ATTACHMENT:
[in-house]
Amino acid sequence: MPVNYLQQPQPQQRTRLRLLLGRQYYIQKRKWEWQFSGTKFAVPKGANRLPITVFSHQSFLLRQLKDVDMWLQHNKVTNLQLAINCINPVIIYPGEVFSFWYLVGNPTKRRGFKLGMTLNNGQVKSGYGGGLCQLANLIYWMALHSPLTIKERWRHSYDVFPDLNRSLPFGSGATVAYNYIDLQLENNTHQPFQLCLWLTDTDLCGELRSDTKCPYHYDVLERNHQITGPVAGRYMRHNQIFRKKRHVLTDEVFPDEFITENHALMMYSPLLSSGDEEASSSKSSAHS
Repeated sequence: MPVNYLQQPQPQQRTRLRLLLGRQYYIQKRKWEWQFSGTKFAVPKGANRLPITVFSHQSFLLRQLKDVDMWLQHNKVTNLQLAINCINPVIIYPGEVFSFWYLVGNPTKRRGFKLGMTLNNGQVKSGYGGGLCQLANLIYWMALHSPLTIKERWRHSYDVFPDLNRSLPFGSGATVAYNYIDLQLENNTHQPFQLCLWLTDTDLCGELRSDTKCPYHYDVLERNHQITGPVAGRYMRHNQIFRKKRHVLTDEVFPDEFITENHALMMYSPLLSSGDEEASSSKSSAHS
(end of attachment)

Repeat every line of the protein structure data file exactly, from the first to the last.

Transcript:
[in-house]
Amino acid sequence: MPVNYLQQPQPQQRTRLRLLLGRQYYIQKRKWEWQFSGTKFAVPKGANRLPITVFSHQSFLLRQLKDVDMWLQHNKVTNLQLAINCINPVIIYPGEVFSFWYLVGNPTKRRGFKLGMTLNNGQVKSGYGGGLCQLANLIYWMALHSPLTIKERWRHSYDVFPDLNRSLPFGSGATVAYNYIDLQLENNTHQPFQLCLWLTDTDLCGELRSDTKCPYHYDVLERNHQITGPVAGRYMRHNQIFRKKRHVLTDEVFPDEFITENHALMMYSPLLSSGDEEASSSKSSAHS
Repeated sequence: MPVNYLQQPQPQQRTRLRLLLGRQYYIQKRKWEWQFSGTKFAVPKGANRLPITVFSHQSFLLRQLKDVDMWLQHNKVTNLQLAINCINPVIIYPGEVFSFWYLVGNPTKRRGFKLGMTLNNGQVKSGYGGGLCQLANLIYWMALHSPLTIKERWRHSYDVFPDLNRSLPFGSGATVAYNYIDLQLENNTHQPFQLCLWLTDTDLCGELRSDTKCPYHYDVLERNHQITGPVAGRYMRHNQIFRKKRHVLTDEVFPDEFITENHALMMYSPLLSSGDEEASSSKSSAHS